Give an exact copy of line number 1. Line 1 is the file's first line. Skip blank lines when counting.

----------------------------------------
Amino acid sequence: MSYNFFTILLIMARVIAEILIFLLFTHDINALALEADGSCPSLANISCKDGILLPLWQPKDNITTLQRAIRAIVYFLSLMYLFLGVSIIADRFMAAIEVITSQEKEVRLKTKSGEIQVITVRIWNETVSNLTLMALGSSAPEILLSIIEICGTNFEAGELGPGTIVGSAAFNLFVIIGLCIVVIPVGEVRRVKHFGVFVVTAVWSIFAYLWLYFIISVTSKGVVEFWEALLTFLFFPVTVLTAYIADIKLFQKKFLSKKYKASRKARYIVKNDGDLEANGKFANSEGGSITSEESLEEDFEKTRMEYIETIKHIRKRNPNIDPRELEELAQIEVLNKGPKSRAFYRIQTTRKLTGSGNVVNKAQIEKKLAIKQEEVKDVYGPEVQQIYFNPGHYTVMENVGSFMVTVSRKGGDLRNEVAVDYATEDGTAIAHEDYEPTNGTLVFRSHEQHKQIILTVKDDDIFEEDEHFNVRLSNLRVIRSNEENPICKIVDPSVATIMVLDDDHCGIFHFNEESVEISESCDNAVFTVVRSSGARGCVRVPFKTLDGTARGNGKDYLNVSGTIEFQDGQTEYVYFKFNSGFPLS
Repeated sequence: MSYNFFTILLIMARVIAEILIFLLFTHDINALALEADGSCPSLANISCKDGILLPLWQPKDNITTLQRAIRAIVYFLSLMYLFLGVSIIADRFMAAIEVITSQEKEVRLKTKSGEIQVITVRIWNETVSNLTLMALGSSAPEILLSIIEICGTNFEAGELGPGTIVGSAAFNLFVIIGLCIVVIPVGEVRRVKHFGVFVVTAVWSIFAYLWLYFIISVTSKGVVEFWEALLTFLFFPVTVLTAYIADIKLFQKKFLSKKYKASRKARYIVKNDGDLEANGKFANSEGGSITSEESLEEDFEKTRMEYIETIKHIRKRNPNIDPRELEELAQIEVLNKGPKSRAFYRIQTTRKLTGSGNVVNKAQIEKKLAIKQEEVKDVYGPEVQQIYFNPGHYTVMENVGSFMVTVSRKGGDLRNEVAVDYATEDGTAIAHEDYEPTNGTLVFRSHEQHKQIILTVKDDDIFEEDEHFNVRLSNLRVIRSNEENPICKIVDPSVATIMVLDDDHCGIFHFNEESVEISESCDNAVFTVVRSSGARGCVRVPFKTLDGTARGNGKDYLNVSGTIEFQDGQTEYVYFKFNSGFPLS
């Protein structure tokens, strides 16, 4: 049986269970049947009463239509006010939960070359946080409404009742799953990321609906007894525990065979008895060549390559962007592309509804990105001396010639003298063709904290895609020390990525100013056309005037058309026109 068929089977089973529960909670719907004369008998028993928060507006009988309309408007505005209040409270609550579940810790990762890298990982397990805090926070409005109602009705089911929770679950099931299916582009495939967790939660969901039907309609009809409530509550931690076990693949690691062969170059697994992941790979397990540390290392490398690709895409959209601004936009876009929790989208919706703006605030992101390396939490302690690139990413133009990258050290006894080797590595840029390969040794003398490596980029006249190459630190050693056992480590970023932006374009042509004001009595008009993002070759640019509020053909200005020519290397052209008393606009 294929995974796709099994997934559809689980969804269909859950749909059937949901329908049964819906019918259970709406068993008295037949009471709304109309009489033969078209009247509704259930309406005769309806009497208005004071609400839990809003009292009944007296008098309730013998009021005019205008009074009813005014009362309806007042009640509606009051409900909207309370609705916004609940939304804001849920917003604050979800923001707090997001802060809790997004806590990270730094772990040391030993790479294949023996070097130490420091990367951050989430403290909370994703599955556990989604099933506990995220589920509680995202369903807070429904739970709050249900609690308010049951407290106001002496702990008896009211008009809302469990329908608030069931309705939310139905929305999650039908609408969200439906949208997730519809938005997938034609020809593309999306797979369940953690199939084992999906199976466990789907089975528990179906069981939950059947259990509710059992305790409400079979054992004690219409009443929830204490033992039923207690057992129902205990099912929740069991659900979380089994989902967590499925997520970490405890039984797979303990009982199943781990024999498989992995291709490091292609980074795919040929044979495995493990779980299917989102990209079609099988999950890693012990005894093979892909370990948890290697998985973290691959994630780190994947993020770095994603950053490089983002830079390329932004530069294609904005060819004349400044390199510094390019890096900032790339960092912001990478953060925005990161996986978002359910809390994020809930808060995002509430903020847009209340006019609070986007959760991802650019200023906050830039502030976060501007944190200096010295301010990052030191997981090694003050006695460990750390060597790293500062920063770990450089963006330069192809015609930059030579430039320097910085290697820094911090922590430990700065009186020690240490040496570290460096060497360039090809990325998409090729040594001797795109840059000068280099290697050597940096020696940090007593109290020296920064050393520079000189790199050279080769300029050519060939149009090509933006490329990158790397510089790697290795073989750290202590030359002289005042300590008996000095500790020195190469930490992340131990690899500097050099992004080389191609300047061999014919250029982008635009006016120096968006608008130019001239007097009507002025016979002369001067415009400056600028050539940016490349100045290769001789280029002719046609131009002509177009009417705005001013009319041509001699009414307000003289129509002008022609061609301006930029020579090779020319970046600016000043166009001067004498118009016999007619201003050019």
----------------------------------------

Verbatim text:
Amino acid sequence: MSYNFFTILLIMARVIAEILIFLLFTHDINALALEADGSCPSLANISCKDGILLPLWQPKDNITTLQRAIRAIVYFLSLMYLFLGVSIIADRFMAAIEVITSQEKEVRLKTKSGEIQVITVRIWNETVSNLTLMALGSSAPEILLSIIEICGTNFEAGELGPGTIVGSAAFNLFVIIGLCIVVIPVGEVRRVKHFGVFVVTAVWSIFAYLWLYFIISVTSKGVVEFWEALLTFLFFPVTVLTAYIADIKLFQKKFLSKKYKASRKARYIVKNDGDLEANGKFANSEGGSITSEESLEEDFEKTRMEYIETIKHIRKRNPNIDPRELEELAQIEVLNKGPKSRAFYRIQTTRKLTGSGNVVNKAQIEKKLAIKQEEVKDVYGPEVQQIYFNPGHYTVMENVGSFMVTVSRKGGDLRNEVAVDYATEDGTAIAHEDYEPTNGTLVFRSHEQHKQIILTVKDDDIFEEDEHFNVRLSNLRVIRSNEENPICKIVDPSVATIMVLDDDHCGIFHFNEESVEISESCDNAVFTVVRSSGARGCVRVPFKTLDGTARGNGKDYLNVSGTIEFQDGQTEYVYFKFNSGFPLS